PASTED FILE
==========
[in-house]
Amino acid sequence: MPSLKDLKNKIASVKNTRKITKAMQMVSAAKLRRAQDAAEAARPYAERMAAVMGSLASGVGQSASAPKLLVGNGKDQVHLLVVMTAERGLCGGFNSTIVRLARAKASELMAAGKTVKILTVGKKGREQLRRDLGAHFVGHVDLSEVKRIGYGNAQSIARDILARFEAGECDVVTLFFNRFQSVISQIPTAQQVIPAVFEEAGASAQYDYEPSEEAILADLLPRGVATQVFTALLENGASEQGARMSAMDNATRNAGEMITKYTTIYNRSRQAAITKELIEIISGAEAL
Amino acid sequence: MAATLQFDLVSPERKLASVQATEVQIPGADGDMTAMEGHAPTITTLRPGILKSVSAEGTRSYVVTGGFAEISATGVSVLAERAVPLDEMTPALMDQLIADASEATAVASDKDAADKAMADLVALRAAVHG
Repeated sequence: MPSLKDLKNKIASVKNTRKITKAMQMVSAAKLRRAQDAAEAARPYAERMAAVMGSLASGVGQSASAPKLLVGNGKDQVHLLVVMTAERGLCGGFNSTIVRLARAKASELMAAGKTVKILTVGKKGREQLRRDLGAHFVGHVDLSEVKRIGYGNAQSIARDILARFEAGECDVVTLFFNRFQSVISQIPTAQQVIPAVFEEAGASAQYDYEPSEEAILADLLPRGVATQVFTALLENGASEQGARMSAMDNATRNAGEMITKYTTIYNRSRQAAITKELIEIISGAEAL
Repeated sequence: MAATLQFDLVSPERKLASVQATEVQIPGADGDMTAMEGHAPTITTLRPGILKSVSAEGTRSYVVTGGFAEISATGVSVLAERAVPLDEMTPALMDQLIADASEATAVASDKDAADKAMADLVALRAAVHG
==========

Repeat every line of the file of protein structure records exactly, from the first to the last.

[in-house]
Amino acid sequence: MPSLKDLKNKIASVKNTRKITKAMQMVSAAKLRRAQDAAEAARPYAERMAAVMGSLASGVGQSASAPKLLVGNGKDQVHLLVVMTAERGLCGGFNSTIVRLARAKASELMAAGKTVKILTVGKKGREQLRRDLGAHFVGHVDLSEVKRIGYGNAQSIARDILARFEAGECDVVTLFFNRFQSVISQIPTAQQVIPAVFEEAGASAQYDYEPSEEAILADLLPRGVATQVFTALLENGASEQGARMSAMDNATRNAGEMITKYTTIYNRSRQAAITKELIEIISGAEAL
Amino acid sequence: MAATLQFDLVSPERKLASVQATEVQIPGADGDMTAMEGHAPTITTLRPGILKSVSAEGTRSYVVTGGFAEISATGVSVLAERAVPLDEMTPALMDQLIADASEATAVASDKDAADKAMADLVALRAAVHG
Repeated sequence: MPSLKDLKNKIASVKNTRKITKAMQMVSAAKLRRAQDAAEAARPYAERMAAVMGSLASGVGQSASAPKLLVGNGKDQVHLLVVMTAERGLCGGFNSTIVRLARAKASELMAAGKTVKILTVGKKGREQLRRDLGAHFVGHVDLSEVKRIGYGNAQSIARDILARFEAGECDVVTLFFNRFQSVISQIPTAQQVIPAVFEEAGASAQYDYEPSEEAILADLLPRGVATQVFTALLENGASEQGARMSAMDNATRNAGEMITKYTTIYNRSRQAAITKELIEIISGAEAL
Repeated sequence: MAATLQFDLVSPERKLASVQATEVQIPGADGDMTAMEGHAPTITTLRPGILKSVSAEGTRSYVVTGGFAEISATGVSVLAERAVPLDEMTPALMDQLIADASEATAVASDKDAADKAMADLVALRAAVHG